1. An authoritative command or order.
2. A custom or practice established by long usage.
3. A Christian rite, especially the Eucharist.
4. A statute or regulation, especially one enacted by a municipal government.
[Middle English ordinaunce, from Old French ordenance, from Medieval Latin ōrdinantia, from Latin ōrdināns, ōrdinant-, present participle of ōrdināre, to ordain, from ōrdō, ōrdin-, order; see ar- in the Appendix of Indo-European roots.]
The American Heritage® Dictionary of the English Language, Fifth Edition copyright ©2022 by HarperCollins Publishers. All rights reserved.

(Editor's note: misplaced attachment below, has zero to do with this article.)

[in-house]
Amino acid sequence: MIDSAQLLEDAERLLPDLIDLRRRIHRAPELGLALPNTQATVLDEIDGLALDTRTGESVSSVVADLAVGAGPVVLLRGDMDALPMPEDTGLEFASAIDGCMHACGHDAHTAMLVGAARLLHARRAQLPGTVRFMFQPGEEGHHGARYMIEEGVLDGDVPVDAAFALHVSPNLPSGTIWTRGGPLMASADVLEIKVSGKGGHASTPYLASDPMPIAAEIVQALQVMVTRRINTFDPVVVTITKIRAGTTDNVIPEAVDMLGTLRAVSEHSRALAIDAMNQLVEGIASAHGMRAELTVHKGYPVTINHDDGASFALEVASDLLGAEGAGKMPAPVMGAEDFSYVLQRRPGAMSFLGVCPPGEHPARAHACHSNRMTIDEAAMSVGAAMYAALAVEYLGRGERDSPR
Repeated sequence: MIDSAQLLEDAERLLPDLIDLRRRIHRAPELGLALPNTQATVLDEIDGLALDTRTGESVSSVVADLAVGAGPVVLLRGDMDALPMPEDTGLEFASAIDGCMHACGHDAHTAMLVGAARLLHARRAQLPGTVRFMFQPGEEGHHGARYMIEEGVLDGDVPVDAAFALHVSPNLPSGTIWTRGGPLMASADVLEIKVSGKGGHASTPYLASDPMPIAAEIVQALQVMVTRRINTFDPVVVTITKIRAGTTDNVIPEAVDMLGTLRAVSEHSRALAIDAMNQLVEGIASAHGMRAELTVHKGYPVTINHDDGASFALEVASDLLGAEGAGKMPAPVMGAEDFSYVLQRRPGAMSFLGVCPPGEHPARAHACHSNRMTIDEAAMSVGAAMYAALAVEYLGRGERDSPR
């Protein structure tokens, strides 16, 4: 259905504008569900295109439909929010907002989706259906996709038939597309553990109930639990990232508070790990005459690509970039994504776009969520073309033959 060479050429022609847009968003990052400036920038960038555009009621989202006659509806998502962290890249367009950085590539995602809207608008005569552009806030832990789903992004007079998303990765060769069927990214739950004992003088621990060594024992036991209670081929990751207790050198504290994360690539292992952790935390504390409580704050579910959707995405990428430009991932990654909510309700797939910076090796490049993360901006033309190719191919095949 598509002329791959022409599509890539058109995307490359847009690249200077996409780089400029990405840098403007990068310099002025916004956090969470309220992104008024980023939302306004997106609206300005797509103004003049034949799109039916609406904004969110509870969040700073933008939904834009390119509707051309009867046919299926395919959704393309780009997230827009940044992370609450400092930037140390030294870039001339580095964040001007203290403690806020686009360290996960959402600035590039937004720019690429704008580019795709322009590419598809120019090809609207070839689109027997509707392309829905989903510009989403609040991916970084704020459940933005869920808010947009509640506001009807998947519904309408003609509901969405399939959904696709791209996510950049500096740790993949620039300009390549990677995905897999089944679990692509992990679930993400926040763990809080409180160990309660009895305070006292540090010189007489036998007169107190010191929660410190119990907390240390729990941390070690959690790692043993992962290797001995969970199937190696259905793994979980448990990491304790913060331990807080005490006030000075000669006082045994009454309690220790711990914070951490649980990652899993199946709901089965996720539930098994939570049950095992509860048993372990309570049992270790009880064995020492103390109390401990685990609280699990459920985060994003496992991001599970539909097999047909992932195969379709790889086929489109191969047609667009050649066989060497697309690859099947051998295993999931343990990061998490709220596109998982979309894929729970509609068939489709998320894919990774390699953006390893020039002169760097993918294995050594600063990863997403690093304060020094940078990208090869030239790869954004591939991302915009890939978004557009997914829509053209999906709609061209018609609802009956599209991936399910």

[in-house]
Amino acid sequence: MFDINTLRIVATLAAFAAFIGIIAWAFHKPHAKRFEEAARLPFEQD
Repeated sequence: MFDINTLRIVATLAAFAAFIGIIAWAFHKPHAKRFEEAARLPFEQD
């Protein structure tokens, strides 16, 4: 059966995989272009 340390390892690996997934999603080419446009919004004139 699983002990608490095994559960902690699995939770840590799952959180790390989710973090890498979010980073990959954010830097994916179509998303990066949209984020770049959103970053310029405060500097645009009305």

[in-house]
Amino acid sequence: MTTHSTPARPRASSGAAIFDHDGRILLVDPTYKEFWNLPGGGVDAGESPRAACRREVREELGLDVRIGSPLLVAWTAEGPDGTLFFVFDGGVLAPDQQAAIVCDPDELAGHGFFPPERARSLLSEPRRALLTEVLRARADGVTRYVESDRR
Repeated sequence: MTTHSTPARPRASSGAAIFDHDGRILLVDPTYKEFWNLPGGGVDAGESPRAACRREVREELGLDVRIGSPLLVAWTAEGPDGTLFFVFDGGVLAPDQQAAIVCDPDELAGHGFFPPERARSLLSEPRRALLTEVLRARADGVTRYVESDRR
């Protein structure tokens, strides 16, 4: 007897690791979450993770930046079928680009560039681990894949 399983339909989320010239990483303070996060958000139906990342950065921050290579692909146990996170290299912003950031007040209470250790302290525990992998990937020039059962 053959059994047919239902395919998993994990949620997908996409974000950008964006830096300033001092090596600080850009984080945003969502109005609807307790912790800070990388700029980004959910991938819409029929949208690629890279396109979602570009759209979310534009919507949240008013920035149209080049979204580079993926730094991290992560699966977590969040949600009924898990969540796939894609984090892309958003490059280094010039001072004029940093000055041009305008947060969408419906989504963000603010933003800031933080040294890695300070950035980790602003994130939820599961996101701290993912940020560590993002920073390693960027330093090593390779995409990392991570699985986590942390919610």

Indo-European & Semitic Roots Appendices
Thousands of entries in the dictionary include etymologies that trace their origins back to reconstructed proto-languages. You can obtain more information about these forms in our online appendices:
The Indo-European appendix covers nearly half of the Indo-European roots that have left their mark on English words. A more complete treatment of Indo-European roots and the English words derived from them is available in our Dictionary of Indo-European Roots.